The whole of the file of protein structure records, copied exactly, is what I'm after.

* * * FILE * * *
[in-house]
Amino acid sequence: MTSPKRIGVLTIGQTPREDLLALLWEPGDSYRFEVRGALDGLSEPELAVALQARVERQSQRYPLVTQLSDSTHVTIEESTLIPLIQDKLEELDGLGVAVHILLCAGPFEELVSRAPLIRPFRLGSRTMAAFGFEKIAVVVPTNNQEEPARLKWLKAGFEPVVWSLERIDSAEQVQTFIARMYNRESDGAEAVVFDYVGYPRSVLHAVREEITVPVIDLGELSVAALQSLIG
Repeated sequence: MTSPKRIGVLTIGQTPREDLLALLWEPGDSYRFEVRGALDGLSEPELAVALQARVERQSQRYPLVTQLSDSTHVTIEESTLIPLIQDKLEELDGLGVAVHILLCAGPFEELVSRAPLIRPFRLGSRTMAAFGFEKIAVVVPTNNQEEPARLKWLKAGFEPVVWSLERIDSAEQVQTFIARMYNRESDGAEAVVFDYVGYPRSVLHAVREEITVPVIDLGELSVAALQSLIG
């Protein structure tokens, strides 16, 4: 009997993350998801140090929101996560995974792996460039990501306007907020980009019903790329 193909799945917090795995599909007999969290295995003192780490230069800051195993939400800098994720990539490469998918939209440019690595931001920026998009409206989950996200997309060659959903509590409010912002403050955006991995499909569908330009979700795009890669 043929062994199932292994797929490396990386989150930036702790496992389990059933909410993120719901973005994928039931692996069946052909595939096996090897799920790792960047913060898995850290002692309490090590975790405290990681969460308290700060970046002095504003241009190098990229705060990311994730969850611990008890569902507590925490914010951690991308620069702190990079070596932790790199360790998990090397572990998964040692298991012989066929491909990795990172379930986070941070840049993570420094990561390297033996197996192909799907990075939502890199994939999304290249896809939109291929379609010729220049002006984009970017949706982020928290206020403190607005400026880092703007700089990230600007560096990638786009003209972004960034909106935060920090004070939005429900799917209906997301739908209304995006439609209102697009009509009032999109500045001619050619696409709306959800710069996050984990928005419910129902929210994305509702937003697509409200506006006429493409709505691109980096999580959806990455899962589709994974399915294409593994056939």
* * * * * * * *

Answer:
[in-house]
Amino acid sequence: MTSPKRIGVLTIGQTPREDLLALLWEPGDSYRFEVRGALDGLSEPELAVALQARVERQSQRYPLVTQLSDSTHVTIEESTLIPLIQDKLEELDGLGVAVHILLCAGPFEELVSRAPLIRPFRLGSRTMAAFGFEKIAVVVPTNNQEEPARLKWLKAGFEPVVWSLERIDSAEQVQTFIARMYNRESDGAEAVVFDYVGYPRSVLHAVREEITVPVIDLGELSVAALQSLIG
Repeated sequence: MTSPKRIGVLTIGQTPREDLLALLWEPGDSYRFEVRGALDGLSEPELAVALQARVERQSQRYPLVTQLSDSTHVTIEESTLIPLIQDKLEELDGLGVAVHILLCAGPFEELVSRAPLIRPFRLGSRTMAAFGFEKIAVVVPTNNQEEPARLKWLKAGFEPVVWSLERIDSAEQVQTFIARMYNRESDGAEAVVFDYVGYPRSVLHAVREEITVPVIDLGELSVAALQSLIG
């Protein structure tokens, strides 16, 4: 009997993350998801140090929101996560995974792996460039990501306007907020980009019903790329 193909799945917090795995599909007999969290295995003192780490230069800051195993939400800098994720990539490469998918939209440019690595931001920026998009409206989950996200997309060659959903509590409010912002403050955006991995499909569908330009979700795009890669 043929062994199932292994797929490396990386989150930036702790496992389990059933909410993120719901973005994928039931692996069946052909595939096996090897799920790792960047913060898995850290002692309490090590975790405290990681969460308290700060970046002095504003241009190098990229705060990311994730969850611990008890569902507590925490914010951690991308620069702190990079070596932790790199360790998990090397572990998964040692298991012989066929491909990795990172379930986070941070840049993570420094990561390297033996197996192909799907990075939502890199994939999304290249896809939109291929379609010729220049002006984009970017949706982020928290206020403190607005400026880092703007700089990230600007560096990638786009003209972004960034909106935060920090004070939005429900799917209906997301739908209304995006439609209102697009009509009032999109500045001619050619696409709306959800710069996050984990928005419910129902929210994305509702937003697509409200506006006429493409709505691109980096999580959806990455899962589709994974399915294409593994056939």